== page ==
Slide a crimp bead on the end of that sucker, squash it good, and voila! Trim the excess wire and you’ve got yourself an earring.

For the second pair of the day, I wanted to include a chain. As the chain links are too small to slip easily through the loop of the ear wire, this calls for a jump ring. That said, fuck jump rings because 1. I don’t have any OR 2. good material to make jump rings immediately at hand. I DO have some skinny steel wire, so I just used that instead. Thread the wire through the end link of the chain and also through the loop of the ear wire. Double the wire around in a circle, and use your pliers to pull it tight. Wrap the wire around the ear wire loop a few more times for good measure, trim the ends, and use your pliers to squash it all together neatly. Hooray! You can unpick this arrangement yourself if you want, but your chain won’t be able to wiggle free of its bonds without your assistance.

Then the bead wire crimp bead routine comes back into play; just thread it through the open end-link of the chain. String ’em up, crimp that shit, trim it up, BOOM BAM!

I wear the heaviest earrings in the third holes closest to my cartilage; my ears have just got better structural integrity to handle the weight there. BUT WAIT! A complication! I wanna use a bead that has negative space in the middle! How will we possibly contend with this problem?

Seed beads, of course! Or whatever the hell beads that are small enough that you wanna cram in there. Thread the bead wire through just the first hole in the negative-space bead. Load the in-betweener beads on the protruding wire, THEN — carefully, this is definitely the part where you drop all the beads on the floor and cuss and attempt again three times — pull the wire back through the column of beads until you can caaarefully move it to the precise position where you can poke the wire ends through the second hole of the negative-space bead, and there you have it! Don’t lose patience with yourself; this shit is difficult.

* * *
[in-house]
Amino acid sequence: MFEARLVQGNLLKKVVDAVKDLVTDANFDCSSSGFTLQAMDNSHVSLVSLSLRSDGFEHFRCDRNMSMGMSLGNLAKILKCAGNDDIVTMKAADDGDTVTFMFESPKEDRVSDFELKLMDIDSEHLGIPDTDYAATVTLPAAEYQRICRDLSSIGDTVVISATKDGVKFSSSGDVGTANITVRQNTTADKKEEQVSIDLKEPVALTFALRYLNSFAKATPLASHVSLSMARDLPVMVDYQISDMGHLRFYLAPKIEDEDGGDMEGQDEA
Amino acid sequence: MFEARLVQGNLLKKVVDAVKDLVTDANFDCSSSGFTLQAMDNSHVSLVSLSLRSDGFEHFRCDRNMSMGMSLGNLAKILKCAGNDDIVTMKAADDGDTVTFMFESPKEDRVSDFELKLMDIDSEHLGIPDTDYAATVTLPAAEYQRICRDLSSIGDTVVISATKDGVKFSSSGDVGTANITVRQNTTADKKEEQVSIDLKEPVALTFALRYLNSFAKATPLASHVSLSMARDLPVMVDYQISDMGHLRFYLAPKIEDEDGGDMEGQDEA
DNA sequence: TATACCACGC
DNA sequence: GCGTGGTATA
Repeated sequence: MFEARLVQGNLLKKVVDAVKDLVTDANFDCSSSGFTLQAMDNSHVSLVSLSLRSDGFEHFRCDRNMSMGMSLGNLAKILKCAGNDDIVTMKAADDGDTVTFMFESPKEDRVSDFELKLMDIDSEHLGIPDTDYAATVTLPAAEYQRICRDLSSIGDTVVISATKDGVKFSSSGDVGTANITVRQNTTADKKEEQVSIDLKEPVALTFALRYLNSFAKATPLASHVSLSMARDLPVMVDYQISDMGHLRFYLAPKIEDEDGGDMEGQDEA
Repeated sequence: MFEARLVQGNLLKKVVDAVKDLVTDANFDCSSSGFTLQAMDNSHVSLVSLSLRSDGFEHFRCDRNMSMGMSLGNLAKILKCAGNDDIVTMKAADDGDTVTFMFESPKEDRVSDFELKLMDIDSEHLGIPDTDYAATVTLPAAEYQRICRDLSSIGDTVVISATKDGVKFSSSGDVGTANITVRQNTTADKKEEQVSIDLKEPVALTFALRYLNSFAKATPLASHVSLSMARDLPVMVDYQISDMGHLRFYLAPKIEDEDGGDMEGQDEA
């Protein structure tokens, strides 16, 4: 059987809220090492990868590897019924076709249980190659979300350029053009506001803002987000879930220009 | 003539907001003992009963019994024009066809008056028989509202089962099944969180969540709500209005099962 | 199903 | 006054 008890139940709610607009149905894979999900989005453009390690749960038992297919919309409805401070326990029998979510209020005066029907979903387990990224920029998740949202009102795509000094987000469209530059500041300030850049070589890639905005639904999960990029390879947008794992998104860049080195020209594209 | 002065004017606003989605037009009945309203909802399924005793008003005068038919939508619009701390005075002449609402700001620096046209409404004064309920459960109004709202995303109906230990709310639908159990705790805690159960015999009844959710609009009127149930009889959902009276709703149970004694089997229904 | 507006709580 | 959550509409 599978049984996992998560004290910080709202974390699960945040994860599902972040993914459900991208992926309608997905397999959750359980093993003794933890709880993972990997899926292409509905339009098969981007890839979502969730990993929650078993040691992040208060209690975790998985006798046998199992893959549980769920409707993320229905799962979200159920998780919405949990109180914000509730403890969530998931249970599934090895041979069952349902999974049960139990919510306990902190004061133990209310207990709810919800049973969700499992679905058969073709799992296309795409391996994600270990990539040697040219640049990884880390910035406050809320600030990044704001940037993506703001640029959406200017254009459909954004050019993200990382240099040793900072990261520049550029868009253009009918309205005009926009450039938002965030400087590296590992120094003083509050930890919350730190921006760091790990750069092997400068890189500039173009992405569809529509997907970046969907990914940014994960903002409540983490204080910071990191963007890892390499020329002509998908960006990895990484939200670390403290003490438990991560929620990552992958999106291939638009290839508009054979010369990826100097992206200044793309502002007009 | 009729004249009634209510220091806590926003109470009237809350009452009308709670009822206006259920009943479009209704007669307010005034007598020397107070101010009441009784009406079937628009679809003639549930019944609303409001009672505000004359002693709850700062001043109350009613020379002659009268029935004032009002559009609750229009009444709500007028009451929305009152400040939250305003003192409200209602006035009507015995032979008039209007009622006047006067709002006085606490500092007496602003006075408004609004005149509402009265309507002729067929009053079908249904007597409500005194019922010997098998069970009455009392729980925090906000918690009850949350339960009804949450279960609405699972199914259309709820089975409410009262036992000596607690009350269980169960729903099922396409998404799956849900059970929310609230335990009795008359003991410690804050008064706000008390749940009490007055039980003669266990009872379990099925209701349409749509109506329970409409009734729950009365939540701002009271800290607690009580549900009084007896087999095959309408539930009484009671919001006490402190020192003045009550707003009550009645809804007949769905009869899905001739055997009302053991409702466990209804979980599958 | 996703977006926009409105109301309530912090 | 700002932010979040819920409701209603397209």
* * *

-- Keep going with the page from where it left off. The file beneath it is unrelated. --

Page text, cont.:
Slide the last bead on, crimp bead the whole arrangement, squish, trim the edges, do it all over again, and you’ve got three pairs of earrings!

HA! Just TRY to stop the bug now!! You’ll have 36 new pairs of earrings by the time your evening’s over!

Now is not the time to stay silent about discontent and dissent.

But most importantly, the thing about ears, y’all, is not their amazing potential for ornamentation but their ability to bring you valuable information…when your MOUTH is SHUT. Listening, really listening to knowledgeable women of color before opening my trap to flap off with my own opinions about stuff is my personal mandate for 2017. Now is not the time to stay silent about discontent and dissent, but that means speaking up to injustice, not talking over people who know way the fuck better than you do. Let’s use those head-flapperdoodles on the sides of our skulls to REALLY listen to women of color, to listen to scientists, to listen to all those we can and should learn from, especially at this critical juncture in our country’s history.

The world’s not over yet, and until it is? I plan to keep my clanky, jangly ears open to the people who can best tell me how to fix our collective shit.